More importantly, of course, “The Star Editorial Board has called for a new tradition,” Helling continues “and an end to this affront to Native Americans. But the team and thousands of fans have resisted. The chop goes on.”
Seriously, does Helling remember how Chiefs and fans reacted to Tyreek Hill’sastonishingly crude and scary remarks and treatment of his young son and his ex?
They couldn’t care less – just win, baby!
On top of which – Helling points out – Mahomes himself has used the chop to rev up Chiefs fans during games.
“Surely (Mahomes) now recognizes that the chop is unnecessary and provocative, and is particularly offensive at this moment,”Helling says .
“All Americans, (Mahomes) knows, deserve to be treated with respect – not reduced to a stereotype in a meaningless chant,” Helling adds.
Talk about trying to put words into Mahomes’ mouth.
Helling even has a strategy for Mahomes to inch his way into being woke.
“Mahomes could start small by ending his own use of the chop on the field,” Helling says. “Once he’s comfortable with that, he could suggest his teammates stop doing it. Then he could ask fans in the seats – assuming there are any – to knock it off, too.”
“The nation rightly cringes each time football fans watch a Chiefs game,” Helling continues.
Just one problem.
Helling is so busy trying to kiss up to the Star editorial board that he ignores the obvious:
Chiefs and NFL fans are pretty much the polar opposites of bleeding heart liberal journalists.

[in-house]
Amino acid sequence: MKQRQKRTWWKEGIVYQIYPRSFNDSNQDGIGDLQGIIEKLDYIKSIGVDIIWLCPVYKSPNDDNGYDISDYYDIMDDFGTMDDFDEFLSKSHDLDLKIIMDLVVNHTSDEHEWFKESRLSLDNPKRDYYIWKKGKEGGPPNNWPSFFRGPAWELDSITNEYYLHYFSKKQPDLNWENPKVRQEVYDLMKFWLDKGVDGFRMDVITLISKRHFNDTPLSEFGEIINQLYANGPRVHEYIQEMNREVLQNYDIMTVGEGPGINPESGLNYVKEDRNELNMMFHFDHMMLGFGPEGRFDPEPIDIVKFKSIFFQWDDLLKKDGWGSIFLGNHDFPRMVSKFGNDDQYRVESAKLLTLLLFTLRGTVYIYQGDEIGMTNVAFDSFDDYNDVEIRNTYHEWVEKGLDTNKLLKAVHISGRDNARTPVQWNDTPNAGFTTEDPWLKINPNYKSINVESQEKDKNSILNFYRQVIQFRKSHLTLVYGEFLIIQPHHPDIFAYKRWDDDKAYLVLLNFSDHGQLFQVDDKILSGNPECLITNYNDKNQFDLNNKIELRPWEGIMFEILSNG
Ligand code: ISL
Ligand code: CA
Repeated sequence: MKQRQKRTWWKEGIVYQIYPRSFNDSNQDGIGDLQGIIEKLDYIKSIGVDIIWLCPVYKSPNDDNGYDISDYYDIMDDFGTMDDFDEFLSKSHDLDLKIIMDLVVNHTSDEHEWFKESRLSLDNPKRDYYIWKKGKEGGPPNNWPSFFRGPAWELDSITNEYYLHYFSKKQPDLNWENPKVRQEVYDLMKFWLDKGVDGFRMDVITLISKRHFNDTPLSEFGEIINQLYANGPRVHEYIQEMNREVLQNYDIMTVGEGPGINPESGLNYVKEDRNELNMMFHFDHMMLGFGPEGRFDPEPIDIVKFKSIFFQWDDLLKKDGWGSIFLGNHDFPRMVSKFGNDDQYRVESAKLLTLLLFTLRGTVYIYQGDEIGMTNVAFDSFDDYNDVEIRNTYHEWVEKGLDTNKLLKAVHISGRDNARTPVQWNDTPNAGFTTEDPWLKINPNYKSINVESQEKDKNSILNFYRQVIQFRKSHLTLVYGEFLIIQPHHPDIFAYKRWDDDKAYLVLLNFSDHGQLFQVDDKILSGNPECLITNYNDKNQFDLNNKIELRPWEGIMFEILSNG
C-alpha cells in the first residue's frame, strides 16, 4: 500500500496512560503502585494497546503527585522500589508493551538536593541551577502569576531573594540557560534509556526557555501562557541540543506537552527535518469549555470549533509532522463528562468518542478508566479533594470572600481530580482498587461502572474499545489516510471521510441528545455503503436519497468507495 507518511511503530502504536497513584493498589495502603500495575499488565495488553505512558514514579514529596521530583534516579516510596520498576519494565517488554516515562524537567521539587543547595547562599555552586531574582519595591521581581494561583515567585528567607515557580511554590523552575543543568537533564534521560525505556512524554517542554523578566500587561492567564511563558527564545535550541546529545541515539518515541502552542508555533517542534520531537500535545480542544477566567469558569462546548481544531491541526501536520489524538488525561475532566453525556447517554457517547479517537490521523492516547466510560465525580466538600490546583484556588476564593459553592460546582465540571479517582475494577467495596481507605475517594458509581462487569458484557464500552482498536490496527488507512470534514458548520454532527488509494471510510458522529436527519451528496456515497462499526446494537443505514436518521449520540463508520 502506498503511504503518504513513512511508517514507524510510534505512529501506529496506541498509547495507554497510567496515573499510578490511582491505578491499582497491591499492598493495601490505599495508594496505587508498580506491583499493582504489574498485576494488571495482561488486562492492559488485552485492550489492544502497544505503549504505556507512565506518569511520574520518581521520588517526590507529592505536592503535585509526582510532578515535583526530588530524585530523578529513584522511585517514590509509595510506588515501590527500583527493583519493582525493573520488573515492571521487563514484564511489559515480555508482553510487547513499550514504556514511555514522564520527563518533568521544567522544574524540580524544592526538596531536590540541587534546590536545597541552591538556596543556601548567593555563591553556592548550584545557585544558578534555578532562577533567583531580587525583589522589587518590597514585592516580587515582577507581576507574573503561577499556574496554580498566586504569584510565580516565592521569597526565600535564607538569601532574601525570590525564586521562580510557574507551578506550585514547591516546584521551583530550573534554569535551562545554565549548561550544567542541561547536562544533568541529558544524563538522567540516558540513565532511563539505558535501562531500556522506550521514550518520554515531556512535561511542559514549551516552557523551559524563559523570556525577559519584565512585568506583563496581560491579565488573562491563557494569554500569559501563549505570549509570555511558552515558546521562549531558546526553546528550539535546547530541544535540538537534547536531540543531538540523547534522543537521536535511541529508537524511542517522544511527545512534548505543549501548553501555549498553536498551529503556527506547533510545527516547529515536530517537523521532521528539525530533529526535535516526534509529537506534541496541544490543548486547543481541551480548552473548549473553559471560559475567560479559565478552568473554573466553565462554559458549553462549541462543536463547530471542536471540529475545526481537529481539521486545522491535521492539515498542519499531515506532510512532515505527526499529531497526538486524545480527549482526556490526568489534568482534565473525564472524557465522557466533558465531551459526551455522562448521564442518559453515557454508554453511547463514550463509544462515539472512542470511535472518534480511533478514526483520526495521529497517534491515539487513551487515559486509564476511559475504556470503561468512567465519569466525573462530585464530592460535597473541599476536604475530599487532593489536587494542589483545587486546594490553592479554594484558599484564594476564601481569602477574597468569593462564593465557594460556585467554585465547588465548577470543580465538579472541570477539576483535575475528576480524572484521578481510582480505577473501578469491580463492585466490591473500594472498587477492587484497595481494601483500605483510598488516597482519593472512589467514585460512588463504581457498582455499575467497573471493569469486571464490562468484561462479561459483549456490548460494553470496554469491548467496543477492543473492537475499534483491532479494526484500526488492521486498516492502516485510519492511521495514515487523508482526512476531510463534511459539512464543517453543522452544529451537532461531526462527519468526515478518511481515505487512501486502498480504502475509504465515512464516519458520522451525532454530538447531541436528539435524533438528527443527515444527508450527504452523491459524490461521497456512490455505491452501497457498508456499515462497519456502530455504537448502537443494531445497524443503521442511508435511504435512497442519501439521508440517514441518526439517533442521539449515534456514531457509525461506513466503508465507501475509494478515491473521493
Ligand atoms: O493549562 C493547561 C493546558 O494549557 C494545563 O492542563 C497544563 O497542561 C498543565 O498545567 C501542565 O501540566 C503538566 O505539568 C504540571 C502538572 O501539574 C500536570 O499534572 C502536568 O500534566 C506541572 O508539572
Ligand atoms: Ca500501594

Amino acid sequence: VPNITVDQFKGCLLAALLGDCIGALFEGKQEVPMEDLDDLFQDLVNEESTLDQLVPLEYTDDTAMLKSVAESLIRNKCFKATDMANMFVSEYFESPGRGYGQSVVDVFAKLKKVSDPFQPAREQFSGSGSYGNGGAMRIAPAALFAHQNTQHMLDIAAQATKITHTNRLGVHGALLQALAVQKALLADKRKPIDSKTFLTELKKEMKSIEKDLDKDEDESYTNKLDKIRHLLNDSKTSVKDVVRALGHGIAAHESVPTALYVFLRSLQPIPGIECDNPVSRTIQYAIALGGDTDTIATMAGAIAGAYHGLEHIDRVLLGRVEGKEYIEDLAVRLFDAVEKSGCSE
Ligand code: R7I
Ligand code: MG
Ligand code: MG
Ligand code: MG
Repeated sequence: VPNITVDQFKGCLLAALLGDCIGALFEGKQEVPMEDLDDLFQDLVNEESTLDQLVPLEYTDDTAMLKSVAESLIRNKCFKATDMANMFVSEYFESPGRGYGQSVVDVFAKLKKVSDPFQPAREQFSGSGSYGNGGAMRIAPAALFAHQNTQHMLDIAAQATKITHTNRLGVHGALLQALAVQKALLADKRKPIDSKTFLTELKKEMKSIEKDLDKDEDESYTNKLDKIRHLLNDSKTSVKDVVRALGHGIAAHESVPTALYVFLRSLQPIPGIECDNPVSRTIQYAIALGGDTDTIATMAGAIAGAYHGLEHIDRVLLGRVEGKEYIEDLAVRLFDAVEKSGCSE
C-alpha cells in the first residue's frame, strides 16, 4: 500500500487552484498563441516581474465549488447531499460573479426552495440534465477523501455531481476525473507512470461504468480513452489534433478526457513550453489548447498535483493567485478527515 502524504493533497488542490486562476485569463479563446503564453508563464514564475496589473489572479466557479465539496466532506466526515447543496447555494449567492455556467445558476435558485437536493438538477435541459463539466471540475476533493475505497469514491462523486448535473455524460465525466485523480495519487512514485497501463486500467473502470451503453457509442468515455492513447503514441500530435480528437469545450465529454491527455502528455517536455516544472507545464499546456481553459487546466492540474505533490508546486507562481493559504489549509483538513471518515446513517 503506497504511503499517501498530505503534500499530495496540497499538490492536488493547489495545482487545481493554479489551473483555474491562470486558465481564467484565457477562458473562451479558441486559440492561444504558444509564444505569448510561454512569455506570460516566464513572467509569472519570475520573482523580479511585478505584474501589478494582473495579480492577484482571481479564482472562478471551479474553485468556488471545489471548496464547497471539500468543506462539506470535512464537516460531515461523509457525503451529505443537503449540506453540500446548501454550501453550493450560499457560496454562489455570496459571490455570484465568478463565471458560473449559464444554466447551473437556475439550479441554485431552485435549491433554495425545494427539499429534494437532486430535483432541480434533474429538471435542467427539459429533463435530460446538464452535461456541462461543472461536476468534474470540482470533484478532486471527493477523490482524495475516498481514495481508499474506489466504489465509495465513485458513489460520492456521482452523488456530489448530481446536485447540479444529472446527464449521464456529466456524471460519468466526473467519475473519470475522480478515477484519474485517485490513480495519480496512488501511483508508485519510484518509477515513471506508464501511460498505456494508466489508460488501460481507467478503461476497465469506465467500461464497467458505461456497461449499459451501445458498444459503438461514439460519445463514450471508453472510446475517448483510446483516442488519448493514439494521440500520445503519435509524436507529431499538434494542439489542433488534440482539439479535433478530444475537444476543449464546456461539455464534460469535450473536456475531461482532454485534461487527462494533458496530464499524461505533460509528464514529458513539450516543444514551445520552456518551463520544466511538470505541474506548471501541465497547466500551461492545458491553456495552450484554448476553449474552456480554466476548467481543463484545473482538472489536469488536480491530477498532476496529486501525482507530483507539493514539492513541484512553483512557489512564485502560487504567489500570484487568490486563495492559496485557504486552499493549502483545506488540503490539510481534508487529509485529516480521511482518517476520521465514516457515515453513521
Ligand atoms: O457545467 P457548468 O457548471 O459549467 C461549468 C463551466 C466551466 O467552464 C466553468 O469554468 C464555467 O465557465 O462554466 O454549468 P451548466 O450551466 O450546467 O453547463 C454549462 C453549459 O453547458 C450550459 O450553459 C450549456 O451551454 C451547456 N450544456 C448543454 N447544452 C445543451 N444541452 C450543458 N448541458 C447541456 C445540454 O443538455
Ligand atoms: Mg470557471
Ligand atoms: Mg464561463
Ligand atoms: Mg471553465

“I went to the most obnoxious parade of all time when the Chiefs won the Super Bowl,’ says one local businesswoman. “Does Helling think Chiefs fans give a rip about the tomahawk chop? I saw the crowd cheer when Tyreek Hill was grabbing his crotch on stage while holding his son. You would think people would cringe at that. Which does he think is more cringeworthy – that or the tomahawk chop?”
Helling concludes with a lame confession:
“The chop teaches us nothing about Native Americans or their culture. Of course, it isn’t fair to put this much pressure on Patrick Mahomes. But it’s his burden, nonetheless.
“In 1971, singer George Harrison referred to using ‘Beatle power’ when he organized a charity concert for Bangladesh. If you have to be famous, he thought, you might as well use it for good. Mahomes isn’t a Beatle, but he’s close. So let’s hope for another video soon from the Chiefs’ star quarterback. ‘I’m not doing the chop anymore,’ he could say. ‘I hope you’ll join me.’ ”
In the scheme of things these days – pandemics, riots, phony impeachments, cancelled sporting events and gosh know what all – is this really the time to call out Patrick Mahomes to bring an end to a meaningless, goofy football fan chant?
Still, I’m old enough to remember when Dave Helling made his bones with aggressive reporting and editorial stances on matters of substance.
Time flies, right?
(For more Hearne, go to kcconfidential.com)